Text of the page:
Welcome to the Land Systems Science Research Group
Department of Geography
Welcome to our research group in Land Systems Science in the Department of Geography at Rutgers University. The research group is lead by Dr. Laura Schneider. We study the dynamics of tropical landscapes from a socio-ecological perspective. Specific research interests of the group include understanding forest resilience after disturbances in the tropics, monitoring and modeling tropical deforestation and re-growth, using biophysical remote sensing to map forest dynamics and socio-ecological vulnerability and resilience in rural settings. Our research group is interested in contributing to innovative theoretical and methodological ways of linking remotely sensed data with ecological and socioeconomic data in order to understand landscape dynamics in the tropics.
The research group includes Rutgers undergraduate and graduate students (MA and PhD) and graduate researchers (Postdoctoral researchers) with interdisciplinary interest in land syste,s science. We also collaborate with researchers at: Clark University, El Colegio de la Frontera Sur in México, Universidad Nacional de Colombia, Bogotá, and University of Virginia.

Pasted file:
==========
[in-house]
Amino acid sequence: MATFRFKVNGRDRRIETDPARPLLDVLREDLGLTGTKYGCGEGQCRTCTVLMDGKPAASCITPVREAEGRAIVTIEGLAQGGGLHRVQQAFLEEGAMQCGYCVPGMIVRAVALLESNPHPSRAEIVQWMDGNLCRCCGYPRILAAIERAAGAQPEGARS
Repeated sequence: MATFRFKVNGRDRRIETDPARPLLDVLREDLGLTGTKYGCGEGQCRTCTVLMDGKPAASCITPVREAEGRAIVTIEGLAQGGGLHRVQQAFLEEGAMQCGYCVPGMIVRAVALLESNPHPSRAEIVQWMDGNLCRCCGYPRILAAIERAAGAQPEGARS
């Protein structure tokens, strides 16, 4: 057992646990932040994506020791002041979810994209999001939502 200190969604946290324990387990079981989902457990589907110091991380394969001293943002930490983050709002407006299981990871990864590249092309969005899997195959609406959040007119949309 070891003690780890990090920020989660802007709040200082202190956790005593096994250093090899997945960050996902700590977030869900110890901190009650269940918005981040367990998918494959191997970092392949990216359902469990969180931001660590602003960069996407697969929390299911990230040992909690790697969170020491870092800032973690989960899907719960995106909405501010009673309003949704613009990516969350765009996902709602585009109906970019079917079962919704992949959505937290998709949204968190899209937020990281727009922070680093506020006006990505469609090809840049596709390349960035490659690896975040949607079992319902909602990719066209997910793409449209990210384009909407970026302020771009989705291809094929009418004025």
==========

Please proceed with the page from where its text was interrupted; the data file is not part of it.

Land Systems Science Research Group News and Events
October 17, 2019
Graduate Student Alana Rader wins poster presentation award
Ph.D. Candidate Alana Rader wins second prize in the Middle States Division of the Association of American Geographers annual meeting. Congratulations Alana!
October 2 - 4, 2019
11th MaGrann Conference, Rutgers University
Small Scale Agriculture in an Era of Global Change: Landscapes and Livelihoods
Congratulations to recent Land Change Research Group graduate
Dr. Ramiro Puc Kauil successfully defended his doctoral dissertation at the beginning of October. Congratulations to Dr. Puc Kauil!
September 4, 2019
Land Systems Science Research Group in the NYT.
Dr. Laura Schneider was interviewed by NYT-Kendra Pierre-Louis about wildfires in the Brazilian Amazon, their growing intensity, and their link to global climate change.